Yes, the Sunday Ticket ruling can be brought before the NFL even if the jury rules against the league

Last week, the judge presiding over the Sunday Ticket class action threatened to dismiss the case after he criticized the plaintiffs’ attorneys’ handling of the lawsuit. The judge is currently waiting to rule on the league’s motion as a matter of law until the jury reaches a verdict.

Several of you have asked these questions, or some version of them: How can the judge in the Sunday Ticket trial overrule the jury? If the judge does that, why does it even go to the jury?

During the life cycle of a civil lawsuit, the judge has several ways to rule in favor of one party or the other, with or without a jury verdict. The motion under Rule 12(b)(6) to dismiss challenges to whether there is any legal basis for the allegations being made, even if all facts in the complaint are accepted as true. The Rule 56 motion for summary judgment asks the court to find that there is no basis for a jury to resolve the facts because the undisputed evidence developed during the discovery process shows that the defendant should prevail.

During the trial, Rule 50 allows the judge to rule at any time as a matter of law.

The question under Rule 50 in this particular case depends on whether the evidence would enable a reasonable jury to find in favor of the plaintiffs. In many cases, the evidence allows reasonable opinions to differ about what happened. If the judge in this case decides that, on the key factual questions, there is no basis for a reasonable jury to find the plaintiffs, the judge may enter judgment as a trial for the NFL – even after the verdict.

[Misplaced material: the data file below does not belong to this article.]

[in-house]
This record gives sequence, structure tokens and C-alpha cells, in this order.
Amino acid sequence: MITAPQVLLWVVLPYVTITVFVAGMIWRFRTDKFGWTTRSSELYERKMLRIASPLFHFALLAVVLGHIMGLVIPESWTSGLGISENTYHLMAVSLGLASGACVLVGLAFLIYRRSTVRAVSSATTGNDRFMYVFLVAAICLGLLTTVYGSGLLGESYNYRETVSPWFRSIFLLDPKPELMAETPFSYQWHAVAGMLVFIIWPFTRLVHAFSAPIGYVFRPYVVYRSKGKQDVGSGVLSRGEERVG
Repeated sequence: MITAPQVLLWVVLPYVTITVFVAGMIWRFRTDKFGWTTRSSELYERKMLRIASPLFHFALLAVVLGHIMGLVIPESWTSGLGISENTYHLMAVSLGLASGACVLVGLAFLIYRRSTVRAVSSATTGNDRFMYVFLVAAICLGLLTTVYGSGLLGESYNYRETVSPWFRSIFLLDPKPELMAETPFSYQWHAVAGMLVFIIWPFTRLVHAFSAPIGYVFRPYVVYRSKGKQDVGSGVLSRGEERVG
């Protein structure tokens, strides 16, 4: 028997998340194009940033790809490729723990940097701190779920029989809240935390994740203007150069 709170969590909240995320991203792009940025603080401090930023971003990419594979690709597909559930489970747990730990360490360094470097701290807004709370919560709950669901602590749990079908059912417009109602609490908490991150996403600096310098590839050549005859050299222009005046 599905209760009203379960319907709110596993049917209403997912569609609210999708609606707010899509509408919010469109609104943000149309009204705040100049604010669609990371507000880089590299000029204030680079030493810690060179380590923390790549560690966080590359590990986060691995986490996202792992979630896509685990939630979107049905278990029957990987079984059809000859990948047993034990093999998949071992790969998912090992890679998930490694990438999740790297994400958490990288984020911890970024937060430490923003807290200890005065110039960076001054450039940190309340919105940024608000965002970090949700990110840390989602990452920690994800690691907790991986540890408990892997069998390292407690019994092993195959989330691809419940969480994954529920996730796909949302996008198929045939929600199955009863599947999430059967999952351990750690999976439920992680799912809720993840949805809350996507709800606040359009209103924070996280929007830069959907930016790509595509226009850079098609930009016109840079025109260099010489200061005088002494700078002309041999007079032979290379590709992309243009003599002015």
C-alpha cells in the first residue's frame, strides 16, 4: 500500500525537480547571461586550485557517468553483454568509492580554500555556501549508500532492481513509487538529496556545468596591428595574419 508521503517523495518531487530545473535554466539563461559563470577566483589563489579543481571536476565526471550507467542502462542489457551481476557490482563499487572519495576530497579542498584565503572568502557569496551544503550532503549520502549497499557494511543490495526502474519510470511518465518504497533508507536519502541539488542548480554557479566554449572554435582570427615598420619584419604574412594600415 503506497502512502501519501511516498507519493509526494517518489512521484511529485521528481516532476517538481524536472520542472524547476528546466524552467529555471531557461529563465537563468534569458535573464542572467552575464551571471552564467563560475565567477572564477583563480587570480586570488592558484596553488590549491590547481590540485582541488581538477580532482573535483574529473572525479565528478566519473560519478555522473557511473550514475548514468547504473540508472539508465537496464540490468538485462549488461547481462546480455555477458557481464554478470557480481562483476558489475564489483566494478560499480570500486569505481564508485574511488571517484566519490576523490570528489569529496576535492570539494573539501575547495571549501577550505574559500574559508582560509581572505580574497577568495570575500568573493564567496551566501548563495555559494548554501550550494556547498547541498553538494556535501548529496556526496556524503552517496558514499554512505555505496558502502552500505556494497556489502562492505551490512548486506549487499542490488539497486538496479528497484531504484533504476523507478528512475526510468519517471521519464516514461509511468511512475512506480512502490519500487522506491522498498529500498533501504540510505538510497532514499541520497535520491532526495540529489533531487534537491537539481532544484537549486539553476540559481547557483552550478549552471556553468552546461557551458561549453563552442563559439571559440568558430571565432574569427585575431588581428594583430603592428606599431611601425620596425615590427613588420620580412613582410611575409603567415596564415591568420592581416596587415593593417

So how can a jury rule against the NFL if no reasonable jury (in the judge’s judgment) should reach that conclusion? That doesn’t mean the jury is unreasonable. It means the jury was confused by issues unrelated to the strict legal requirements of the case.

Big companies hate jury trials, largely due to the fact that jury decisions are often made based on deeply held beliefs about what is and is not fair and just. In this case, it would be very easy for the jury to determine (based on evidence uncovered through media reports) that the NFL unfairly limited consumer options by requiring the Sunday Ticket price to be high enough is to get a large percentage of consumer prices. them to not buy it and watch local CBS and/or Fox affiliates instead.

But it’s one thing if the situation seems unfair, and another if it violates federal antitrust laws. If prosecutors fail to present sufficient evidence to support a jury verdict on one of the key building blocks leading to an antitrust violation, it will not matter whether the NFL’s pricing strategy is unfair, unjust or seems wrong.

But even if the judge gives the NFL a legal Hail Mary after a jury verdict against it, the NFL would do well to take the jury’s decision to heart. Because it will mean that a group of average American citizens has determined that the NFL’s pricing practices for Sunday Ticket are unfair, unjust, and/or wrong.

Think about it this way. There is no law against being an asshole. Under certain circumstances, expressions of nonsensical tendencies can get you taken to court. If the jury thinks the defendant is an asshole, the jury may be more inclined to check the boxes that need to be checked in order to find against the defendant—not because it believes that the evidence presented at trial meets the technical legal requirements of the case in which it is argued. but because the jury thinks the defendant is an asshole.

So if the jury in a civil case finds against the defendant and the judge enters a verdict in favor of the defendant despite the verdict, the defendant must look in the mirror and ask himself a very important question.

Am I an asshole?